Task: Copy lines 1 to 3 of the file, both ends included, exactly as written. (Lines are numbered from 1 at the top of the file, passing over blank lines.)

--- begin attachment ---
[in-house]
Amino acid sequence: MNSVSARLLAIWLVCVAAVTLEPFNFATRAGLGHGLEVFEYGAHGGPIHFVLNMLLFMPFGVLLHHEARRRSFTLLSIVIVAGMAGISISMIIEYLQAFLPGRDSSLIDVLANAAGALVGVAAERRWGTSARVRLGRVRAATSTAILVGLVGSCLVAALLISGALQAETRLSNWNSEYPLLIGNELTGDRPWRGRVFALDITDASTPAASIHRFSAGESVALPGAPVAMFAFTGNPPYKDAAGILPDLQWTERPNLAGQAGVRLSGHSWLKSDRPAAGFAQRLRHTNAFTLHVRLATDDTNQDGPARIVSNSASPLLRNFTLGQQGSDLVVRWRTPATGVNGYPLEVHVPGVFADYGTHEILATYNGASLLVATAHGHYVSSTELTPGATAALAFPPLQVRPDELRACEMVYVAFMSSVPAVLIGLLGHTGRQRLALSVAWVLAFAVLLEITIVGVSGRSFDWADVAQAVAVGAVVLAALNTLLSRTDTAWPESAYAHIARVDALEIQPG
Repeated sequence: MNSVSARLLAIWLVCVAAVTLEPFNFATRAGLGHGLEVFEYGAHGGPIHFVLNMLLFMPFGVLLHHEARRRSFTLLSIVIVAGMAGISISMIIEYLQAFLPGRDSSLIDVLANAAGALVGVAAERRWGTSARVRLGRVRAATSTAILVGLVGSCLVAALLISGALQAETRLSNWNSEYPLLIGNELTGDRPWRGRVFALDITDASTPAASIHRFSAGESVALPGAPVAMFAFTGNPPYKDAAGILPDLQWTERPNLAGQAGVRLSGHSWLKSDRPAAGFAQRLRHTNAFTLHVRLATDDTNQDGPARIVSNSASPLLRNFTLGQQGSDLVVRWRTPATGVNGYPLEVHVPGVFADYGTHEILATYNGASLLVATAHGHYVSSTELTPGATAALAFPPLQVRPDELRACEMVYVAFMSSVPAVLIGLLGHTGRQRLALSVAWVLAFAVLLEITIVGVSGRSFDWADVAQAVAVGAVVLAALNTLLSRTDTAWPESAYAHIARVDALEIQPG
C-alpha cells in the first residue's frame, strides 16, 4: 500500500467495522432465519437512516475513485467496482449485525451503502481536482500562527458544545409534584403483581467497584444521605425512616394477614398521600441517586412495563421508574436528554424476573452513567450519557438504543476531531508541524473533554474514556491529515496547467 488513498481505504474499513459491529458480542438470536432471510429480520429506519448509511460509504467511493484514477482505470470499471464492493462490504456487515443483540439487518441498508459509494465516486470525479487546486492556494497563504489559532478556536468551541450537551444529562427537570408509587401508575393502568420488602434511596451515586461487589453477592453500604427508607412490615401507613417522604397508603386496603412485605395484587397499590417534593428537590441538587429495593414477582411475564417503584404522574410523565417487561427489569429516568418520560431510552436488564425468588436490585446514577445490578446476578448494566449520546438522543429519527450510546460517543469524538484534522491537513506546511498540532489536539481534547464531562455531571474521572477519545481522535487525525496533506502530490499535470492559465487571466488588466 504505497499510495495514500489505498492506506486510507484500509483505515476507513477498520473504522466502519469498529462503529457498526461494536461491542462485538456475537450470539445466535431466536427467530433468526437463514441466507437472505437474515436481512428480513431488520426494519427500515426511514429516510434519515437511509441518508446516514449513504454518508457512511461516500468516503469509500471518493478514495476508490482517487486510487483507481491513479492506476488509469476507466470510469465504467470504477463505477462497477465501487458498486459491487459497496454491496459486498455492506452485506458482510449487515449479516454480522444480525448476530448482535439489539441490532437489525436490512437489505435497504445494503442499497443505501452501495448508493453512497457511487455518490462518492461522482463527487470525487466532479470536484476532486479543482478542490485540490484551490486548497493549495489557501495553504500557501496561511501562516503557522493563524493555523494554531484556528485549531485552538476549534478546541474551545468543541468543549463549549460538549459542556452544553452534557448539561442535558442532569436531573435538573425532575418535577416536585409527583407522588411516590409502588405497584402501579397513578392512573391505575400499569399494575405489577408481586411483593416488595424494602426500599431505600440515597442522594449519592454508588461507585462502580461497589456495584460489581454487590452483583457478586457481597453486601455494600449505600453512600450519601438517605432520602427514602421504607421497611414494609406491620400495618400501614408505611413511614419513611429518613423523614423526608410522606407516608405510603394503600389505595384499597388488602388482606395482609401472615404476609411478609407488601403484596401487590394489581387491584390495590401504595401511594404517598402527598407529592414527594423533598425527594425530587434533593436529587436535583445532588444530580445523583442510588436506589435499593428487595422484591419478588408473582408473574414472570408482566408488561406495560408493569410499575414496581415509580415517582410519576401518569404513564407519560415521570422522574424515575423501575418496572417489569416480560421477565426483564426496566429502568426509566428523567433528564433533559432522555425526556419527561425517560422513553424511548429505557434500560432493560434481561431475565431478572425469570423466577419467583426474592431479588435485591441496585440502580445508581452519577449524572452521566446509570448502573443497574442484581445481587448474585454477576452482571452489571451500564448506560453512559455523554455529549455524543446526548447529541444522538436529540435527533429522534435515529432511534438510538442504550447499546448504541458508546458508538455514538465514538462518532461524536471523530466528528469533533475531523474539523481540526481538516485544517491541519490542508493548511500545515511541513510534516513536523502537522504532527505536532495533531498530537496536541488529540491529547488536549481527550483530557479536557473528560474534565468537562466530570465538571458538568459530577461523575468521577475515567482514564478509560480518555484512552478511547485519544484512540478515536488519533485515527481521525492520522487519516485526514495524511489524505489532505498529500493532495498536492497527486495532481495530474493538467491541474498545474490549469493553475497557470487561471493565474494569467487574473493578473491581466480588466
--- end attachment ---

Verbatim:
[in-house]
Amino acid sequence: MNSVSARLLAIWLVCVAAVTLEPFNFATRAGLGHGLEVFEYGAHGGPIHFVLNMLLFMPFGVLLHHEARRRSFTLLSIVIVAGMAGISISMIIEYLQAFLPGRDSSLIDVLANAAGALVGVAAERRWGTSARVRLGRVRAATSTAILVGLVGSCLVAALLISGALQAETRLSNWNSEYPLLIGNELTGDRPWRGRVFALDITDASTPAASIHRFSAGESVALPGAPVAMFAFTGNPPYKDAAGILPDLQWTERPNLAGQAGVRLSGHSWLKSDRPAAGFAQRLRHTNAFTLHVRLATDDTNQDGPARIVSNSASPLLRNFTLGQQGSDLVVRWRTPATGVNGYPLEVHVPGVFADYGTHEILATYNGASLLVATAHGHYVSSTELTPGATAALAFPPLQVRPDELRACEMVYVAFMSSVPAVLIGLLGHTGRQRLALSVAWVLAFAVLLEITIVGVSGRSFDWADVAQAVAVGAVVLAALNTLLSRTDTAWPESAYAHIARVDALEIQPG
Repeated sequence: MNSVSARLLAIWLVCVAAVTLEPFNFATRAGLGHGLEVFEYGAHGGPIHFVLNMLLFMPFGVLLHHEARRRSFTLLSIVIVAGMAGISISMIIEYLQAFLPGRDSSLIDVLANAAGALVGVAAERRWGTSARVRLGRVRAATSTAILVGLVGSCLVAALLISGALQAETRLSNWNSEYPLLIGNELTGDRPWRGRVFALDITDASTPAASIHRFSAGESVALPGAPVAMFAFTGNPPYKDAAGILPDLQWTERPNLAGQAGVRLSGHSWLKSDRPAAGFAQRLRHTNAFTLHVRLATDDTNQDGPARIVSNSASPLLRNFTLGQQGSDLVVRWRTPATGVNGYPLEVHVPGVFADYGTHEILATYNGASLLVATAHGHYVSSTELTPGATAALAFPPLQVRPDELRACEMVYVAFMSSVPAVLIGLLGHTGRQRLALSVAWVLAFAVLLEITIVGVSGRSFDWADVAQAVAVGAVVLAALNTLLSRTDTAWPESAYAHIARVDALEIQPG